He said: “Beyond that, it has to be a decision-making body.” He also suggested that churches could pool their resources to help open or “plant” new churches and prevent others from closing.

Meet again

Curt Brockway, deacon and chairman of the board, said in a phone interview that as people come out of “COVID” they want to start doing things again and be together again.

“I think there are opportunities for churches that are ready to go out and maybe try new things and try different types of ministries,” Brockway said.

The Norwich native, who now lives in Stonington, added: “I think our congregation is historically ready to try new things. But also, just like society in general, there are people who really question it, because it’s different from what we’ve always done.

Guerrier’s “out of the box” approach to bringing people back to church stems from his varied professional experience as a United Nations consultant and full-time professor of finance at the University of Notre Dame in Haiti, as well. as banker and board of directors of JP Morgan. member of several charter schools in Florida.

He was also pastor at First Baptist Church in West Haven and associate minister at Community Baptist Church in New Haven.

Business background

In addition, as part of his MBA from Southern Illinois University Carbondale, he studied Marketing and Brand Management. “I can see things with different eyes as a person who has experience here and abroad and then has an MBA and has worked in different fields. So there are things that I can see that the average pastor is not able to see because they are not trained to handle complex things. “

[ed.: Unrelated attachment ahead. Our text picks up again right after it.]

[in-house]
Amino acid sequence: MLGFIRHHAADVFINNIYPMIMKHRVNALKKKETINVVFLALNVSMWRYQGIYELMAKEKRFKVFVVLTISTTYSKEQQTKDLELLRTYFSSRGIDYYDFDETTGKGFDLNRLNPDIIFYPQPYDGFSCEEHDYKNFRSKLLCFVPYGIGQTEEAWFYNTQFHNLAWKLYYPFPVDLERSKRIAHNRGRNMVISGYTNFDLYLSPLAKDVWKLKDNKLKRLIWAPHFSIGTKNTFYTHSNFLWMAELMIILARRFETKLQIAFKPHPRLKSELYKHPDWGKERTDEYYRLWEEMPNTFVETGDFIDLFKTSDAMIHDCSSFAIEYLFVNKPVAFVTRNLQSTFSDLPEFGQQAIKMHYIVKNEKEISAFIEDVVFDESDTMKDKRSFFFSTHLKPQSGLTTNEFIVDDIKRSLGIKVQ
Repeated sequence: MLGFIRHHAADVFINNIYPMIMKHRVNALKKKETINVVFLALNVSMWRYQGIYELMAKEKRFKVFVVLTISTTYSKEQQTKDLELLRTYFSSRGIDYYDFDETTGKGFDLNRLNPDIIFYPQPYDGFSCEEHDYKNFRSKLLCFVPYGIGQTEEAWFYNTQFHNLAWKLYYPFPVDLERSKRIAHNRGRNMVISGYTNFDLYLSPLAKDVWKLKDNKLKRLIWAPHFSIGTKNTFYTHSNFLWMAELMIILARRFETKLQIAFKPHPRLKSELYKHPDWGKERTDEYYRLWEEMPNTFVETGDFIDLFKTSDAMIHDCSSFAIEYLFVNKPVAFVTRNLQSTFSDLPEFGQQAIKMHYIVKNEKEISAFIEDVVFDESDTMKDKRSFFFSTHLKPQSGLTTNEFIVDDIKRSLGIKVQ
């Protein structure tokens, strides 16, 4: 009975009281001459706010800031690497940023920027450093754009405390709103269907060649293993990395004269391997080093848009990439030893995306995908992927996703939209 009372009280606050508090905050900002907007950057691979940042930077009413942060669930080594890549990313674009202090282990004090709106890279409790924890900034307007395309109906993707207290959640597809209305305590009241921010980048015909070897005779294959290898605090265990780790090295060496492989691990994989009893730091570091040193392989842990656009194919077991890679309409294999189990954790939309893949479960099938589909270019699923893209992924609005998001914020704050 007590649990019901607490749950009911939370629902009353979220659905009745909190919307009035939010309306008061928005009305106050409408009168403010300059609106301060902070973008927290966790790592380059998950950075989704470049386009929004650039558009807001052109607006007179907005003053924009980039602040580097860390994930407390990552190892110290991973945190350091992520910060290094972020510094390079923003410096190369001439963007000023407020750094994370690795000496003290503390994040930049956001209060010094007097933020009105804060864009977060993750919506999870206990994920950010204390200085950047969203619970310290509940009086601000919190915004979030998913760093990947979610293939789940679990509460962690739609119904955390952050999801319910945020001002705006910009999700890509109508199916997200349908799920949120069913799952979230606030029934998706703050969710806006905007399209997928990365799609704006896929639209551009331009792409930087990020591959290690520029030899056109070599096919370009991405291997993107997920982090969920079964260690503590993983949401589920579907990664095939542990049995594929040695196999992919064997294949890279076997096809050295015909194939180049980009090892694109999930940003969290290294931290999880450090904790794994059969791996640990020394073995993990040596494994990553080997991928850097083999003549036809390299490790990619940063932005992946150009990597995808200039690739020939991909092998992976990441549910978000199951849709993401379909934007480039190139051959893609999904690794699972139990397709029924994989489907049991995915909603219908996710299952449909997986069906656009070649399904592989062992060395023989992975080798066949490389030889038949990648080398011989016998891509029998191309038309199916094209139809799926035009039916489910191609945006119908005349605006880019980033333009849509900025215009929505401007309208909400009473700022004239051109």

Guerrier, 45, received an MA in Theological Studies from Trinity Evangelical Divinity School in Florida and an MA in Divinity from Yale University.

“So I like being able to compare two approaches, two theological visions and traditions (conservative and more liberal) because it allows me to speak to everyone.

Family history

The son of a pastor, Guerrier said he was encouraged to follow the same path, especially since his parents swore to God that they would push him towards this vocation, as the doctors told his parents that they would not. did not believe he would be born healthy and alive. . Yet for a while he entered the business world, while continuing to serve as a worship leader and singer in churches.

“So every time I do it I feel like this kind of joy is flowing through my soul.”

Over time, he said he realized he didn’t like being a banker. “I guess God wanted me to do something else. You know that sometimes people are not satisfied because God does not want you to be satisfied with something, because God wants to lead you to something else.

Upcoming services

The First Baptist Church at 239 West Main St. in Norwich has in-person services on Sundays at 10:30 am.

The September 26 service included clusters, including 30 minutes of contemporary and traditional hymns mixed together accompanied by an organist, guitarist, trumpeter and singer in the shrine. During this same period, there was also a Christian film for the children of the nursery.

For more information call 860-889-0369 or visit Additionally, you can see “The Overcomer Hour,” a nonprofit online ministry on Facebook, with hosts Reverend Jean-Fritz Guerrier, Reverend Daniel Cohen and singer Vicky Mariconde.